So your RV has everything you could possibly need to stay clean, happy, and healthy while on the open road! Lucky you! You have a sprawling kitchen that you could cook a five-course dinner in. And your large, luxurious bathroom is bigger than most people’s living rooms. Ok, you know I’m exaggerating because RVs don’t have enough room for sprawling kitchens or large bathrooms. But it’s fair to say that your kitchen has a sink and your bathroom comes equipped with a shower, toilet, and sink. Everything you need to stay clean, happy, and healthy, just like I said. And that’s great, because using campground toilets and showers gets old fast. But having all these comforts of home does come with one drawback, and it’s a big (stinky!) one. Since your RV has plumbing for the sinks, shower, and toilet, that means you get to visit the RV sanitation stations to clean out the holding tanks. It’s a dirty job, no matter how you look at it, but here’s some advice on how to flush your tanks like a pro.
Tips for a Successful Trip to the Sanitation Station
- First and foremost, wear disposable rubber gloves! And when you’re done with your dirty work, take them off like you’re Doogie Howser M.D.: Grab the first one by the wrist and pull it to your fingertips so that it’s turning inside out. Then grab the other glove at the wrist and pull up so the second one rolls inside out into the first one. Voila! Squeaky-clean hands!
- Don’t open valves until it’s showtime!
- Remove the holding tank outlet cap and connect your sewer hose to the outlet of your holding tank. Stretch the hose to the hole in the ground at the sanitation station and position it about 4-6” into the hole. To keep the hose from snaking back out, put something heavy on top of it, like the hole cover, a brick, etc. Now it’s showtime! Do a double-check to make sure all of the above has been done (hoses secured) and then release the black tank valve. Once the whooshing and trickling noises have stopped, close the valve. Move to the gray tank valve. Open it to release the gray tank contents. When all is quiet, close the valve. You’ve successfully flushed your tanks!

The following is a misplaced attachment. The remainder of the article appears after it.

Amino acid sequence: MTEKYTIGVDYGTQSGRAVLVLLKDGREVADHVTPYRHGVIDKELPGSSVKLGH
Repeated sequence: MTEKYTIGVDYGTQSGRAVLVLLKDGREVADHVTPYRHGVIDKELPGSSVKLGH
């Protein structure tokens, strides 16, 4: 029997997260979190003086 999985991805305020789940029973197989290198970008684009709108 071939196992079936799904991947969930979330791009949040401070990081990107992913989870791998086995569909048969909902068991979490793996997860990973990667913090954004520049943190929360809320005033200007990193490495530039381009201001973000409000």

- Always empty the black tank first, then the gray tank. The soapy water from the gray tank will help flush the hose and clean out anything left behind from the black tank.
- Don’t dump your black tank until it is at least 2/3 full. Also, always make sure the black-water tank valve is closed when at your campsite. If it’s left open, liquid will evaporate and leave dry, solid waste behind that will cling to the inside of the tank.
- To rinse the tanks after emptying them, fill them 2/3 full with water and repeat the opening/closing of valves.
- Before disconnecting your sewer hose, make sure your valves are tightly closed.
- Once you disconnect the hose, lift it upright so anything that puddled in the hose will flow down into the hole. Rinse it with a non-potable water hose if possible. Clean up any residue that is left behind. Cover the hole before you leave.
- Add about 5 gallons of water to your black tank plus any tank treatment that you use. *See the note below about responsible tank treatment usage.
- Travel with a garden hose to rinse the sanitation area when you’re done. Some sanitation stations have hoses for this purpose, but just in case they don’t, it’s good to have one on hand.
- If you used your garden hose, store it away from your drinking water hose or anything else that it could contaminate.
- Speaking of fresh water hoses, never use them for flushing your sewer hoses or cleaning the sanitation station.
- If people are waiting behind you, don’t take time to flush your tanks with water. It’s not nice to make people wait!
- Leave the station cleaner than you found it!
A Note About Holding Tank Chemicals
There’s a lot of buzz about holding tank treatments in the RV community. And most of it stinks (pun intended!). The majority of holding tank treatments are made with chemicals that are downright harmful and dangerous to people and the environment. Chemicals like formaldehyde are used to help preserve (think fetal pig dissection from 7th grade Science class) the contents of the tank so that the smell from it doesn’t send you packing (back home!). The problem occurs when you empty your tank into underground septic or sewer systems and the contents are not allowed to dissolve, so they sit in there for a long, long time. The chemicals are also poisoning the groundwater. A few states have issued warnings regarding the use of the toxic treatments and California is even considering banning the usage of them altogether. There are safer, healthier alternatives you can choose that still get your tank sparklingly clean. Here are just a couple that we like:
- Happy Camper Holding Tank Treatment & Cleaner
- Mr. Green RV & Marine Holding Tank Treatment
Does your RV have to go? There’s an app for that! If your campground doesn’t have a sanitation station, you can easily find one nearby by using one of the following websites or apps:
Sanidumps.com (app available)
RV Parks & Campgrounds (app)
Dump Stations—Let’s Keep ‘Em Clean People!